Poetry. "These are mysterious poems, unlike much being written now in this country. To find things like them, you may have to go back at least a decade to some of the work being done then under the freshening influence of European poetry. I can only guess at some of the sources of his imagery and his personal darkness of tone; but whatever they may have been it seems to me that they have become part of him, revealed now in poems long thought about and carefully written, rich and quiet."—John Haines
"Like some primitive craftsman, Rich Ives engages his medium with the care and patience of the woodcarver, the glassblower, the silversmith, to reveal the hidden lives of objects that pass through his hand and eye. His poems sometimes move in halflight, sometimes break into sudden clarities, restoring our kinship with remote ancestors, the possibilities of our buried selves."—Madeline DeFrees
"One need only stop and listen to what's being said in this collection to know Rich Ives is a master at allowing each object and situation he encounters to poke its head out of its own complicated and deep realities into his, combining with all his daily actions what it is each one does best so that the resultant poems are not so much the relating of an incident as they are the actual incident itself."—Paul B. Roth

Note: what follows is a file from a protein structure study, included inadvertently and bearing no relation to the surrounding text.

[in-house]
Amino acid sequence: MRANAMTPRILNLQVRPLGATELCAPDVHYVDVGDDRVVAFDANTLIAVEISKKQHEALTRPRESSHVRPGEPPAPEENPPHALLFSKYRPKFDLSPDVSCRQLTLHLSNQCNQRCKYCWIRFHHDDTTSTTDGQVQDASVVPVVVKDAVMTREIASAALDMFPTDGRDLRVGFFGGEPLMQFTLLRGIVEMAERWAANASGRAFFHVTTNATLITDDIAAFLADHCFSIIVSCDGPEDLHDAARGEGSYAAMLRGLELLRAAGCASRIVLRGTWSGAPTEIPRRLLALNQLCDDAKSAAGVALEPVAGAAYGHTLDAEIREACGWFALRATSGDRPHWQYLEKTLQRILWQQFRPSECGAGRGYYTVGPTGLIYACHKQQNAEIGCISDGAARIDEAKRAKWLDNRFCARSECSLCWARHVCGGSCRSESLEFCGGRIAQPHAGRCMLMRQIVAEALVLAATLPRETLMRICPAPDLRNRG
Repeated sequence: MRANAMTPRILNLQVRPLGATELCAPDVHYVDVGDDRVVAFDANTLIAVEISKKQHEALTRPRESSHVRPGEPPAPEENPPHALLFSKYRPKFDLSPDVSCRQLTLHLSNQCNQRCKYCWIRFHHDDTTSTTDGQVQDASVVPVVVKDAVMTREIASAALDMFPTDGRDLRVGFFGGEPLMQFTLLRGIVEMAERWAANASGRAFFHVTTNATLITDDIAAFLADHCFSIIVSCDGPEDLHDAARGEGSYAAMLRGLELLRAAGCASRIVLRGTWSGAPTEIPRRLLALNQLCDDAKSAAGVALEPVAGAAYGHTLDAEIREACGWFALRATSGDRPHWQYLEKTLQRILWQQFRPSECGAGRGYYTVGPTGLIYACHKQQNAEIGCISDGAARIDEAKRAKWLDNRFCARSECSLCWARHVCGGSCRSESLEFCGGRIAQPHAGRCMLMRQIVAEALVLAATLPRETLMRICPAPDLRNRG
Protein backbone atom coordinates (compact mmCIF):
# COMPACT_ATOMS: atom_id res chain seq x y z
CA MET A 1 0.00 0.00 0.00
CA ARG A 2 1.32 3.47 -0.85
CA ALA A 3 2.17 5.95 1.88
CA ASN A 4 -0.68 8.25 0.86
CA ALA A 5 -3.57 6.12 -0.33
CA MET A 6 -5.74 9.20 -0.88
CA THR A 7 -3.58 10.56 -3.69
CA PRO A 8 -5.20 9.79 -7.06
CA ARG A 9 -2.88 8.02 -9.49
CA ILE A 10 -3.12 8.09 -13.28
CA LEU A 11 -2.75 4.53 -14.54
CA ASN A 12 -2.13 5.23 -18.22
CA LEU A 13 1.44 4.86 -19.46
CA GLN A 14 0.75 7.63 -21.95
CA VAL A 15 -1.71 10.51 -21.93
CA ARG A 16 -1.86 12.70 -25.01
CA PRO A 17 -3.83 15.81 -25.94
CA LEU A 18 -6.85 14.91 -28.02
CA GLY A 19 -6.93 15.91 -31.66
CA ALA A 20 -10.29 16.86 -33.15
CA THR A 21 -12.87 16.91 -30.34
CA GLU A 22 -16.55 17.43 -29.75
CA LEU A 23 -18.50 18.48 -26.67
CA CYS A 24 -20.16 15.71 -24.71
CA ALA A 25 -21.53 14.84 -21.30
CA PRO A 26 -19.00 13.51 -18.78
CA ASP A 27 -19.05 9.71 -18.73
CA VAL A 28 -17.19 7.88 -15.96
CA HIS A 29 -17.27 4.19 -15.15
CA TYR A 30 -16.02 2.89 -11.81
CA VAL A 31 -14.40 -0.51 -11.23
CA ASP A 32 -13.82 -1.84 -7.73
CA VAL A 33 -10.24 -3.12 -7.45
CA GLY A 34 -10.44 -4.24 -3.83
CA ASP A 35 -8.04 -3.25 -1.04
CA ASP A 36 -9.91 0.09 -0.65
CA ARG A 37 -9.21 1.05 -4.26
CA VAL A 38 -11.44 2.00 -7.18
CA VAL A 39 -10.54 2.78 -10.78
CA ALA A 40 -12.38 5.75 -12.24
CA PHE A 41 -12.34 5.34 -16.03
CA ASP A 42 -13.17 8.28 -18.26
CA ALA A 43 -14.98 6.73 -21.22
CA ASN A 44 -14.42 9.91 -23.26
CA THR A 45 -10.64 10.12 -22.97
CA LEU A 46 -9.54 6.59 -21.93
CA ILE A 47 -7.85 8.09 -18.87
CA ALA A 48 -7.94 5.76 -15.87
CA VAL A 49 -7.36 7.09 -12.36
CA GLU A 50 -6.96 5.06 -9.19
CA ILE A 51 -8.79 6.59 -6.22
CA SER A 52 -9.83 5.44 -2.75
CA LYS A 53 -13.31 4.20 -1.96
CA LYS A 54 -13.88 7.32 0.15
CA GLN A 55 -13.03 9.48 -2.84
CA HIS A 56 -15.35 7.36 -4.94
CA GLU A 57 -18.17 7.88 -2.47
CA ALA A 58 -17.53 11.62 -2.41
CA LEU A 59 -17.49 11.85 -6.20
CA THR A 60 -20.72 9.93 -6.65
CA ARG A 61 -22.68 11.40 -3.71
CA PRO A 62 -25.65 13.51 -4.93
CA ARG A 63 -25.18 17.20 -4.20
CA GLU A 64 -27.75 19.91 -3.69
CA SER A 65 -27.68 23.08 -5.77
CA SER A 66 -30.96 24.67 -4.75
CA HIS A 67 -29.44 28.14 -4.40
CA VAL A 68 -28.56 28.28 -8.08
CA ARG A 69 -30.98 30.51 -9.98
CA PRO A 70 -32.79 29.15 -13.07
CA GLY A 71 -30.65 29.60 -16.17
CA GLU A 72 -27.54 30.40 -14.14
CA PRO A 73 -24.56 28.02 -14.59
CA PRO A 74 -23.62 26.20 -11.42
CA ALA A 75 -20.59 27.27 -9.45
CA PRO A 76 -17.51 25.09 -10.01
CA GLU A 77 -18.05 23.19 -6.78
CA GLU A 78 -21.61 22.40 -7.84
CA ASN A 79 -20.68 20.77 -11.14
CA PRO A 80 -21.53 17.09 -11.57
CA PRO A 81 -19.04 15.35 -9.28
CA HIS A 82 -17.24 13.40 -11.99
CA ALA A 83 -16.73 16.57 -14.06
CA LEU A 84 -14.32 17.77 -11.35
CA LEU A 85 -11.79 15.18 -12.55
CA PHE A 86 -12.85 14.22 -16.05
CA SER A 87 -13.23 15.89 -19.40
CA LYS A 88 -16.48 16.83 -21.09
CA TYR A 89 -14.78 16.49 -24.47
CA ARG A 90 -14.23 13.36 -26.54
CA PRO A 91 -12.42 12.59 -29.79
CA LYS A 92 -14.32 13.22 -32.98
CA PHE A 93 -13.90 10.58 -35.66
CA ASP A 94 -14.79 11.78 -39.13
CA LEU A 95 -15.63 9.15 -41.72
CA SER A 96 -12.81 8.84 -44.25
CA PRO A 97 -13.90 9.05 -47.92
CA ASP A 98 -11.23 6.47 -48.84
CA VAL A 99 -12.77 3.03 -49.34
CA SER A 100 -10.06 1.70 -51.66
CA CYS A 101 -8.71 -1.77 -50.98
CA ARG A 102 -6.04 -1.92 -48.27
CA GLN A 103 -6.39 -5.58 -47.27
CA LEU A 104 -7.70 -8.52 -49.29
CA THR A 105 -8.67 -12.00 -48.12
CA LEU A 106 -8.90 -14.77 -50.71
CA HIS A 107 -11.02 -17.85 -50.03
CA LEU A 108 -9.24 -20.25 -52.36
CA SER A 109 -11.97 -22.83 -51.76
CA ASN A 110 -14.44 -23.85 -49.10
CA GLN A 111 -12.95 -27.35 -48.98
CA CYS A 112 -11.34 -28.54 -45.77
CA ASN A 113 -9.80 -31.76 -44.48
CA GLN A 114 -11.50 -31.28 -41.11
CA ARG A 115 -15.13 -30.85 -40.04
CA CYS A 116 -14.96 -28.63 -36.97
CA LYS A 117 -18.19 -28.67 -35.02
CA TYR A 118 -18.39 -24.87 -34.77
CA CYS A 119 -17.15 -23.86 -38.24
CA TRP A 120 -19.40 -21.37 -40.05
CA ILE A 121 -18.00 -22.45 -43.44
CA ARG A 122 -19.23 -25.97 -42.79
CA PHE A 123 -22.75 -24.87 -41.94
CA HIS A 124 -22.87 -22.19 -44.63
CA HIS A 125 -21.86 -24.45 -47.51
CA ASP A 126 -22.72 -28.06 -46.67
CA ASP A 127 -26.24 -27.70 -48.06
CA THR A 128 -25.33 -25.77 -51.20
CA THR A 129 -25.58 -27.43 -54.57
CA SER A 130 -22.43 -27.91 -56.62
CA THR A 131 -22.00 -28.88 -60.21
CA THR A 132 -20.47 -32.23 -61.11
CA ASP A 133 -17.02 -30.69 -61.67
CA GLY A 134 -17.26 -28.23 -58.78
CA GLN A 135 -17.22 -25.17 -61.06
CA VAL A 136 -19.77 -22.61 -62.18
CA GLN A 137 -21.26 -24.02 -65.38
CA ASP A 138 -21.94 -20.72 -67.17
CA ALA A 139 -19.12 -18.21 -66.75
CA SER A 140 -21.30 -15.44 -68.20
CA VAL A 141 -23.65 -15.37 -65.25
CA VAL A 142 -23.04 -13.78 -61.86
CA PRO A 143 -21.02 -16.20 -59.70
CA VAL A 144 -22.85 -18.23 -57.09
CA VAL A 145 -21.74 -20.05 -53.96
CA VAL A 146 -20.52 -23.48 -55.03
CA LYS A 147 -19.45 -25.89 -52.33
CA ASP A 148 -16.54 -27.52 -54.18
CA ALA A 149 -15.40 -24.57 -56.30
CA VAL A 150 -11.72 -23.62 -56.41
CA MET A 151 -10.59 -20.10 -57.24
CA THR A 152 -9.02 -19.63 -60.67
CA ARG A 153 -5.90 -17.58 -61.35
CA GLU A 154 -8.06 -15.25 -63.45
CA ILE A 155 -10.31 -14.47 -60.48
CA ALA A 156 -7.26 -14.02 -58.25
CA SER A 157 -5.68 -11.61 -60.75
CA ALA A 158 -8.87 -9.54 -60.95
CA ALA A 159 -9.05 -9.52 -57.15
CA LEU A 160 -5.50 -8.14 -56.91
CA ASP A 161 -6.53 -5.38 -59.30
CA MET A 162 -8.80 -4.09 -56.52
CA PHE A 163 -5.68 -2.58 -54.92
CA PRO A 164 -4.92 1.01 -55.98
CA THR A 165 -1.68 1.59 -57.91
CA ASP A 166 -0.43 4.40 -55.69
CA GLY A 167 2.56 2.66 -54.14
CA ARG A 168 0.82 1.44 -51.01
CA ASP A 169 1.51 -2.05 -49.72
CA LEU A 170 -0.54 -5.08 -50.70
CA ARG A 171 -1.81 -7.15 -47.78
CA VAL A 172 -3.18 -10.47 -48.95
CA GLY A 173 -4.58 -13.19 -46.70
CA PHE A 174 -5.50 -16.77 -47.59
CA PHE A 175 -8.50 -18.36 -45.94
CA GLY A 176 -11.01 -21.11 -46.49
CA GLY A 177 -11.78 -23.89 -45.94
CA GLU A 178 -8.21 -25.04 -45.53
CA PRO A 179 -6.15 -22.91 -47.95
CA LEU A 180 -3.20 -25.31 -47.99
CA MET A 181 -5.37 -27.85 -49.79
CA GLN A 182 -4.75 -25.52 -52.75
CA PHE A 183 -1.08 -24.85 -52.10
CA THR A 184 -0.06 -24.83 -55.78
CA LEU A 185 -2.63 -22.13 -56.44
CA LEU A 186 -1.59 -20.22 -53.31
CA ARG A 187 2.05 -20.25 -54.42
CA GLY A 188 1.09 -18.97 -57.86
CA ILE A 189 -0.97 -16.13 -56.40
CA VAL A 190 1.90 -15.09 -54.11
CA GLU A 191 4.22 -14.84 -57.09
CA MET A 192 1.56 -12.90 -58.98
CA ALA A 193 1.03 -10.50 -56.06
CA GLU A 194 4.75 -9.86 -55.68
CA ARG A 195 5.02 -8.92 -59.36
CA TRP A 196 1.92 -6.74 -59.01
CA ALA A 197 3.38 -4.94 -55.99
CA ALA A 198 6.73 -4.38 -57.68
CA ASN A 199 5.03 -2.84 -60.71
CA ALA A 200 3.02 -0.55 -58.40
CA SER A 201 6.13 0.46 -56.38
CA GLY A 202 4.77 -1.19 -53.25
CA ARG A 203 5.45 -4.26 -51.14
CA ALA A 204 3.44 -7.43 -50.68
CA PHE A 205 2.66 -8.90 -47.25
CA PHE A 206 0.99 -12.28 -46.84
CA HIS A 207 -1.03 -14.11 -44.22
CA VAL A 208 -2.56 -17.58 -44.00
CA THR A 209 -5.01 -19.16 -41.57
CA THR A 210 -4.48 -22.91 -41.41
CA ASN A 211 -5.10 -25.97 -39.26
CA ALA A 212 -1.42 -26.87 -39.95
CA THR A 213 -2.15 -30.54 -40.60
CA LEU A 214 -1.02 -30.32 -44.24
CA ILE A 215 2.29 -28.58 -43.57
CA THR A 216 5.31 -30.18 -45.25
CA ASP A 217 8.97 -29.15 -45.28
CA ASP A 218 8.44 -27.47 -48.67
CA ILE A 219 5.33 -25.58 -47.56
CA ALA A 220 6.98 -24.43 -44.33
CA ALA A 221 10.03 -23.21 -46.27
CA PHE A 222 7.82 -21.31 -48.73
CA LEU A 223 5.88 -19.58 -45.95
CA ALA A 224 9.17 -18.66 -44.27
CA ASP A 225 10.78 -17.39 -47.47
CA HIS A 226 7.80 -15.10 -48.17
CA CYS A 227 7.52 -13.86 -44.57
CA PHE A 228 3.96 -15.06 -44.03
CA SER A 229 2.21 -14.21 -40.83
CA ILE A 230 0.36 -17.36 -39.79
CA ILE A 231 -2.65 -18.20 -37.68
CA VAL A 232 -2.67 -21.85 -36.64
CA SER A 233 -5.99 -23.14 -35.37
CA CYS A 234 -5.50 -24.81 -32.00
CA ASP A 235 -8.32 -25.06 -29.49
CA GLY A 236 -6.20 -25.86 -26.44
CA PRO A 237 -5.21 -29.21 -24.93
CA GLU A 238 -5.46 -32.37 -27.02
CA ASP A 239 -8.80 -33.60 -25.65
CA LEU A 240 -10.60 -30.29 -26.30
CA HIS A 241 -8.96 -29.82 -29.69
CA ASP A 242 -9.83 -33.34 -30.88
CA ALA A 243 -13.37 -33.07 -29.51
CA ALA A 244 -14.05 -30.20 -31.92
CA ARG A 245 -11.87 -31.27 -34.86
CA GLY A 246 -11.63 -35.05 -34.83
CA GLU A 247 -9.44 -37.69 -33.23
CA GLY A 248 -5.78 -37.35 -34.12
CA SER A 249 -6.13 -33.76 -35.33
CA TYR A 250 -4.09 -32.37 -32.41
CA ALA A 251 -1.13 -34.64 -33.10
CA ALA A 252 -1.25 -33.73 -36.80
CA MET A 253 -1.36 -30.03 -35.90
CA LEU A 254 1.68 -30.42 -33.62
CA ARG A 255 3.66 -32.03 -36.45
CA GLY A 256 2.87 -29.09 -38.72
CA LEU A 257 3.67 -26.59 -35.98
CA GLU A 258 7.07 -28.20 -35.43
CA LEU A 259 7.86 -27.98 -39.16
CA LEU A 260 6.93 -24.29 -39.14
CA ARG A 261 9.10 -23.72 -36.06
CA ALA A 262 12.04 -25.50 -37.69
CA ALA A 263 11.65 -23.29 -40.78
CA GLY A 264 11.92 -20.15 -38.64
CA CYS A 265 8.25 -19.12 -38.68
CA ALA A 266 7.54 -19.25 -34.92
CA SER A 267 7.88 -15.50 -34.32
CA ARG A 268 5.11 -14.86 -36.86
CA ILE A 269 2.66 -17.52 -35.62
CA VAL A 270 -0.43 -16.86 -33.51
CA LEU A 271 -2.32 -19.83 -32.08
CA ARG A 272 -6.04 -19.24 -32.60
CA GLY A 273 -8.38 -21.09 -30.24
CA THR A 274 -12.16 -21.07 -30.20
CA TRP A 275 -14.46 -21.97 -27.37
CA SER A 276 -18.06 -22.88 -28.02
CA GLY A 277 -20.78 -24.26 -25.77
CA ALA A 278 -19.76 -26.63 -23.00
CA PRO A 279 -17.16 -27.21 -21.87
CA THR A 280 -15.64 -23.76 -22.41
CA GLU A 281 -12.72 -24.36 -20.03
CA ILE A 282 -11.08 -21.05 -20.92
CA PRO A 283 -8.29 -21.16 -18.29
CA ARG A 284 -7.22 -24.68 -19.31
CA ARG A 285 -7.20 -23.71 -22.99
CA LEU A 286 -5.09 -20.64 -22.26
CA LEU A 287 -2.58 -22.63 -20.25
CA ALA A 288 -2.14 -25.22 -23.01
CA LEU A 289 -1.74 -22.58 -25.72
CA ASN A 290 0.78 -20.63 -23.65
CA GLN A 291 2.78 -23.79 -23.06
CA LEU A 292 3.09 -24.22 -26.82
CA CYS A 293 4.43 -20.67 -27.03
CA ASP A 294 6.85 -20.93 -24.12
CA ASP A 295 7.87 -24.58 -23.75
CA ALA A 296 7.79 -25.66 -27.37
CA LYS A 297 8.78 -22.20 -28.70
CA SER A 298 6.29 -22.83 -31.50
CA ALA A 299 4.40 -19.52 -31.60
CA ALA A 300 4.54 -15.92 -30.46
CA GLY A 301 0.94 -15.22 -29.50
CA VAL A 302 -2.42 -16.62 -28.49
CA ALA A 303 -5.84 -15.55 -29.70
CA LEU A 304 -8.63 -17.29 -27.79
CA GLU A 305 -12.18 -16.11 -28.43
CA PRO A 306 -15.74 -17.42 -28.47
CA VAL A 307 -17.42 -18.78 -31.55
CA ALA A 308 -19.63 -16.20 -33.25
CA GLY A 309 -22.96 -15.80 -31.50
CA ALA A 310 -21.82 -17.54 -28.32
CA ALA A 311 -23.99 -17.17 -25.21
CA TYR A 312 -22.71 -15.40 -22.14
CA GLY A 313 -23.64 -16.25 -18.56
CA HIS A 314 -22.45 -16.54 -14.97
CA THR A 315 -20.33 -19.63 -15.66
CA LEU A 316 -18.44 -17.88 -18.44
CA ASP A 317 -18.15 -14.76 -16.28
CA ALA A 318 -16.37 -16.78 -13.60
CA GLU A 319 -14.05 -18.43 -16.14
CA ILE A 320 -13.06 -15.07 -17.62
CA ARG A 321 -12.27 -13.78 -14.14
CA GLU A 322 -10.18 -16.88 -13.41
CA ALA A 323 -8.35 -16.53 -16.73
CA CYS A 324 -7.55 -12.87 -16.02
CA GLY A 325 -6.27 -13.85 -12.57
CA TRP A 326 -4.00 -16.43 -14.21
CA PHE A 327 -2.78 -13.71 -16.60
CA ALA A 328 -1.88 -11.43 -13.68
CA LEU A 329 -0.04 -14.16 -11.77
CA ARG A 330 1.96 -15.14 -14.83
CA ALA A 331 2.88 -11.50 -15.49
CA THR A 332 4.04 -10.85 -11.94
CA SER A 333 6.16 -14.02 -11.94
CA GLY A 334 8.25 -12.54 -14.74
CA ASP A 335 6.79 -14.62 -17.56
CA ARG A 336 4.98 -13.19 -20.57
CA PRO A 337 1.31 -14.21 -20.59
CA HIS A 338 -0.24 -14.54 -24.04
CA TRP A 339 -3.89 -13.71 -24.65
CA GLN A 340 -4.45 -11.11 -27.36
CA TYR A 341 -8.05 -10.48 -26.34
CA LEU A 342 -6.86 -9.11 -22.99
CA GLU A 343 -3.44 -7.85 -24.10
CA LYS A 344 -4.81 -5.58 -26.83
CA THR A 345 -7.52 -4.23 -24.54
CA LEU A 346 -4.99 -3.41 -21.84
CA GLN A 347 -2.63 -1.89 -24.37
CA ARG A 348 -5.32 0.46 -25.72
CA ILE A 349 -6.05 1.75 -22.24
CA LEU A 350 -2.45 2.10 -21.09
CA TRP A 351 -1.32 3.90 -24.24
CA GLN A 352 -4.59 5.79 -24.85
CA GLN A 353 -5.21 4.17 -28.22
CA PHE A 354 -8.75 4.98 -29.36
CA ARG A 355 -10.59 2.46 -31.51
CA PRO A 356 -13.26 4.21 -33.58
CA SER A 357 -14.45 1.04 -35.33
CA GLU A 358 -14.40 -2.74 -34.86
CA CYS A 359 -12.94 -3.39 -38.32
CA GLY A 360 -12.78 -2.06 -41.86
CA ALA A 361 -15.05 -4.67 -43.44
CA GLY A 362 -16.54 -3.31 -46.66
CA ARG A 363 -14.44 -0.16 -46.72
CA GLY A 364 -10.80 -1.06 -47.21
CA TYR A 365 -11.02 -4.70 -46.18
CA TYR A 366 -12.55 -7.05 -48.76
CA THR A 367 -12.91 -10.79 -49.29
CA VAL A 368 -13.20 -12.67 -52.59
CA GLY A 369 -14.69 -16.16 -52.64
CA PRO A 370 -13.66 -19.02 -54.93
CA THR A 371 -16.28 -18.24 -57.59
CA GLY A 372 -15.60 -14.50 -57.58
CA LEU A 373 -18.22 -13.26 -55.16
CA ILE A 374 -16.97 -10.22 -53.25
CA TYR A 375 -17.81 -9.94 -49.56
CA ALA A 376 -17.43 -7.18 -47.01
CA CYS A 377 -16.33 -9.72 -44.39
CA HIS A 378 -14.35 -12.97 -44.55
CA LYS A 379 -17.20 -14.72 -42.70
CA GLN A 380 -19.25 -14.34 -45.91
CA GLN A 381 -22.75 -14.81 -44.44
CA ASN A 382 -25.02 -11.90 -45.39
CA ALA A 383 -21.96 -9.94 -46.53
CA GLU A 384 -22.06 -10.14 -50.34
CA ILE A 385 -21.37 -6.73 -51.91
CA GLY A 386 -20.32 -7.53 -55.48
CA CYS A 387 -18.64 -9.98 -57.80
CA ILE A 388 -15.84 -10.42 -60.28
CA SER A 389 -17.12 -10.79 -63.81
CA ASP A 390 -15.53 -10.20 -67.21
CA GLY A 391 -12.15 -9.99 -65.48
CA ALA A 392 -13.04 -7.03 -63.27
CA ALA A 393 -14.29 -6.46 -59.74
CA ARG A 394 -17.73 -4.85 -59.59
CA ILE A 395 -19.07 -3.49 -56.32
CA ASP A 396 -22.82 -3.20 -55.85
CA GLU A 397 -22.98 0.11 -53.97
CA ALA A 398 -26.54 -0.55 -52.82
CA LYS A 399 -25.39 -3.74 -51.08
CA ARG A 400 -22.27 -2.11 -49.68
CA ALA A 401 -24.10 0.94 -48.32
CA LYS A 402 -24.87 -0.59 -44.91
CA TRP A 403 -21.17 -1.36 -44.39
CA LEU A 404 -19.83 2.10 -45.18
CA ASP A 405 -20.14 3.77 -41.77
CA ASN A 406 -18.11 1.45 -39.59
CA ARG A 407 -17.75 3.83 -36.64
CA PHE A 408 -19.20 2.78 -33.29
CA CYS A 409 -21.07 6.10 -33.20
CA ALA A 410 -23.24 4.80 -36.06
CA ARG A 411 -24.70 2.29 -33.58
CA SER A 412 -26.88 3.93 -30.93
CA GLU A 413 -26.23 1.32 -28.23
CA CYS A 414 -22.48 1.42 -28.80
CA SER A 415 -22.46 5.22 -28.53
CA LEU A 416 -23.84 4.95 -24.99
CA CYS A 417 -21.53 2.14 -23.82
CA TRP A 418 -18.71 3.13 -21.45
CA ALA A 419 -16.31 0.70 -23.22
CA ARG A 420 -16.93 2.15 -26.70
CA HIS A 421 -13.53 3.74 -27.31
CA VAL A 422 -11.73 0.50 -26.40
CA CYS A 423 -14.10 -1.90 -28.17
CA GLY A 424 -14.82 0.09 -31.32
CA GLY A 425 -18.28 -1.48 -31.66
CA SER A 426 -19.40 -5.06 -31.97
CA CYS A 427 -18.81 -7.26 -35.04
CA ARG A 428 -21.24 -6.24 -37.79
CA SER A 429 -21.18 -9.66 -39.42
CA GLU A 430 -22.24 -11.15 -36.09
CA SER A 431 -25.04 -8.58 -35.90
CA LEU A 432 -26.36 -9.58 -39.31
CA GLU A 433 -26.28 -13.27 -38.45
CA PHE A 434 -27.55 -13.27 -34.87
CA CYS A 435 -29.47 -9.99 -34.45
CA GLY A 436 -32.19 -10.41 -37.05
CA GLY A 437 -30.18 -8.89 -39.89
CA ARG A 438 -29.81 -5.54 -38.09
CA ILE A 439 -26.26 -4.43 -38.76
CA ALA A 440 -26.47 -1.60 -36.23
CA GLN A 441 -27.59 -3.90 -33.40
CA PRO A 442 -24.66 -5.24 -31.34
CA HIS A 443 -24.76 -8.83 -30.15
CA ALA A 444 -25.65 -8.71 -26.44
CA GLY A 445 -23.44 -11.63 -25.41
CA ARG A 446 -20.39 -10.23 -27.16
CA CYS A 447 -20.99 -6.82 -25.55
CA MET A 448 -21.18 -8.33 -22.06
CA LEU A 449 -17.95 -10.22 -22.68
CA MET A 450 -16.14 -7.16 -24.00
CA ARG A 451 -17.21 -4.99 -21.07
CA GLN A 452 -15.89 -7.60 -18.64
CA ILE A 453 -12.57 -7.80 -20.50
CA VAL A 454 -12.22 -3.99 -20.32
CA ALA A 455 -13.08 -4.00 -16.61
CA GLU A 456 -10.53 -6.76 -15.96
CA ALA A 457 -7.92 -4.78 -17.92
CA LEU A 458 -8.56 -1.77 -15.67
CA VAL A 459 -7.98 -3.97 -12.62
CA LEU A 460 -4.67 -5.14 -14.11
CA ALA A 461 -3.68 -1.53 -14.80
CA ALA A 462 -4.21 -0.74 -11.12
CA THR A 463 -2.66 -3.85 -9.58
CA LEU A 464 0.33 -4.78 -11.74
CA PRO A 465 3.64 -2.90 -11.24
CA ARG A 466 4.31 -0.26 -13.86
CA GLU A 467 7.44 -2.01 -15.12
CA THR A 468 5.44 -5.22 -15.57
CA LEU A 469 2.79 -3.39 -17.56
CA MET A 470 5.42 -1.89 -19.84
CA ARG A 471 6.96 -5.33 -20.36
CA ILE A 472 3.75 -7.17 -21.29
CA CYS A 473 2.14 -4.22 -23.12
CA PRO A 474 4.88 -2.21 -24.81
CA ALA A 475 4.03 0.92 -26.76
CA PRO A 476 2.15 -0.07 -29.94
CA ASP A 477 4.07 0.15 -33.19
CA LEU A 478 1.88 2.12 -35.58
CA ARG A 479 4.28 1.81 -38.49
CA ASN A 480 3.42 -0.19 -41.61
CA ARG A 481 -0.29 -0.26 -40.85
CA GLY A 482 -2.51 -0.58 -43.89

Rich Ives has received grants and awards from the National Endowment for the Arts, Artist Trust, Seattle Arts Commission, and the Coordinating Council of Literary Magazines for his work in poetry, fiction, editing, publishing, translation, and photography. His writing has appeared in Verse, North American Review, Massachusetts Review, Northwest Review, Quarterly West, Iowa Review, Poetry Northwest, Virginia Quarterly Review, Mississippi Review, Fiction Daily, and many more. He is a winner of the Francis Locke Memorial Poetry Award from Bitter Oleander. He has been nominated twice for The Best of the Web, three times for The Best of the Net, and five times for the Pushcart Prize. He is a winner of the Creative Nonfiction Prize from Thin Air magazine. His writing has appeared from eleven different countries. A fiction chapbook, Sharpen, is available from The Newer York Press, a "book of days" with a work for each day of the year from Silenced Press. He lives on Camano Island in Puget Sound, north of Seattle, and is also an artist and musician who is currently concentrating on dobro and fiddle among the many instruments he plays.
Author City: CAMANO ISLAND, WA USA